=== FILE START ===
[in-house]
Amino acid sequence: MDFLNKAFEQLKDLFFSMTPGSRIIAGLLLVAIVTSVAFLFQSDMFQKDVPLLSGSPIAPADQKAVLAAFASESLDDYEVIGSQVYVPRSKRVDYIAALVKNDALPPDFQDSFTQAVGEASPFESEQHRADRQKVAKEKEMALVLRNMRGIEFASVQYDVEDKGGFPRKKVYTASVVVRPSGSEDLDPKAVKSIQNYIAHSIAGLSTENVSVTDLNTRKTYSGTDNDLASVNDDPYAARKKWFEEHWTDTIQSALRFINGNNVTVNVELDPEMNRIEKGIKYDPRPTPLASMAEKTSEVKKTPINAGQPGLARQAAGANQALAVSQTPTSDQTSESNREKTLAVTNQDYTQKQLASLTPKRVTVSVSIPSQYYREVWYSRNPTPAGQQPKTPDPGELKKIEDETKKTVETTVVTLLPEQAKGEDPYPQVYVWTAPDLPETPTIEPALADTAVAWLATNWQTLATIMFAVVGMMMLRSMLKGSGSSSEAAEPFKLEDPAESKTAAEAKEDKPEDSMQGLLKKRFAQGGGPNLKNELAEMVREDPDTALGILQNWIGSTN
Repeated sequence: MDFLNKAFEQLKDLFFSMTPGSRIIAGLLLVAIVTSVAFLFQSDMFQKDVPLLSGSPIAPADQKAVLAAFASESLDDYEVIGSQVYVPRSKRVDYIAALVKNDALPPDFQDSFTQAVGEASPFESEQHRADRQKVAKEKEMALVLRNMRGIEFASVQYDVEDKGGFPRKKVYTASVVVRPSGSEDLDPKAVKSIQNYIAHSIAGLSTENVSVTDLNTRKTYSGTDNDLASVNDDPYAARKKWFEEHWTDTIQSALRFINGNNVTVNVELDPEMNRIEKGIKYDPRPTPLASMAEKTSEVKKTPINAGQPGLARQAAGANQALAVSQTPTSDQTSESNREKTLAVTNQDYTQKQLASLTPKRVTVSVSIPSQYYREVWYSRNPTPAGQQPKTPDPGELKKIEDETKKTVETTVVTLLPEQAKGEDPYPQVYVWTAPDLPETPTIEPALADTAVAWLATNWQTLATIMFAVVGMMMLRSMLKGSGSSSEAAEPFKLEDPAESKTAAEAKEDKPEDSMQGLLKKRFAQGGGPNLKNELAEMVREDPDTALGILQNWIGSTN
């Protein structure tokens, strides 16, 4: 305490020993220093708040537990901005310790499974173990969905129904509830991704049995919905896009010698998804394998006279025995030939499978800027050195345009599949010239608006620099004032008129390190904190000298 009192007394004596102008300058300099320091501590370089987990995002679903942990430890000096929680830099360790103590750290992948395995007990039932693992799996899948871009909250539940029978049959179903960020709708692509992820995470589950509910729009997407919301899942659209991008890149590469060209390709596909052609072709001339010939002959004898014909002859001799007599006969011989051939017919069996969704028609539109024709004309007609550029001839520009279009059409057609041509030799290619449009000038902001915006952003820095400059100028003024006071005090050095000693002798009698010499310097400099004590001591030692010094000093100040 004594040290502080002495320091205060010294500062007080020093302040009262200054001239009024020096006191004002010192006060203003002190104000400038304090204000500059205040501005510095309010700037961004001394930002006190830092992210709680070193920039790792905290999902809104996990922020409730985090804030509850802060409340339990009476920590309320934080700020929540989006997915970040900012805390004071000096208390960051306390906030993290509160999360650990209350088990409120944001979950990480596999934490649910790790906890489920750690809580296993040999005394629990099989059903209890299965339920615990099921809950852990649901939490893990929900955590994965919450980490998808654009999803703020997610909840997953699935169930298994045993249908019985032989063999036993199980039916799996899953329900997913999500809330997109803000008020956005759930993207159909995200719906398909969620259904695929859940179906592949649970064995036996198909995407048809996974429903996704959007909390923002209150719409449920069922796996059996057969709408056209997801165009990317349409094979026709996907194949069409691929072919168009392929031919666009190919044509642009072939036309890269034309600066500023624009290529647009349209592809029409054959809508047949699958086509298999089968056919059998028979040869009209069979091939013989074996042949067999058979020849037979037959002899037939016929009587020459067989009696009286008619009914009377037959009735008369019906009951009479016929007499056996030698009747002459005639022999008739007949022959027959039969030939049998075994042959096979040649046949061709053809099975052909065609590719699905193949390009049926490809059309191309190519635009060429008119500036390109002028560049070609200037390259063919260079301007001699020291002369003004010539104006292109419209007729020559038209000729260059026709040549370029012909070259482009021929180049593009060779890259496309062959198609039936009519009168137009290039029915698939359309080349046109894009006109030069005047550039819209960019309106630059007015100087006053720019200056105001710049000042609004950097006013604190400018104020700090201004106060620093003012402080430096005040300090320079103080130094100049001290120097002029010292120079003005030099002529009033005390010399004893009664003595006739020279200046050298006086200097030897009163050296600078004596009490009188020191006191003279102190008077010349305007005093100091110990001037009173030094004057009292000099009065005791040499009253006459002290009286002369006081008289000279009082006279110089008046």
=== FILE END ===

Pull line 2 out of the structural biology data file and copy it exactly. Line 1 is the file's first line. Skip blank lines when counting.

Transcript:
Amino acid sequence: MDFLNKAFEQLKDLFFSMTPGSRIIAGLLLVAIVTSVAFLFQSDMFQKDVPLLSGSPIAPADQKAVLAAFASESLDDYEVIGSQVYVPRSKRVDYIAALVKNDALPPDFQDSFTQAVGEASPFESEQHRADRQKVAKEKEMALVLRNMRGIEFASVQYDVEDKGGFPRKKVYTASVVVRPSGSEDLDPKAVKSIQNYIAHSIAGLSTENVSVTDLNTRKTYSGTDNDLASVNDDPYAARKKWFEEHWTDTIQSALRFINGNNVTVNVELDPEMNRIEKGIKYDPRPTPLASMAEKTSEVKKTPINAGQPGLARQAAGANQALAVSQTPTSDQTSESNREKTLAVTNQDYTQKQLASLTPKRVTVSVSIPSQYYREVWYSRNPTPAGQQPKTPDPGELKKIEDETKKTVETTVVTLLPEQAKGEDPYPQVYVWTAPDLPETPTIEPALADTAVAWLATNWQTLATIMFAVVGMMMLRSMLKGSGSSSEAAEPFKLEDPAESKTAAEAKEDKPEDSMQGLLKKRFAQGGGPNLKNELAEMVREDPDTALGILQNWIGSTN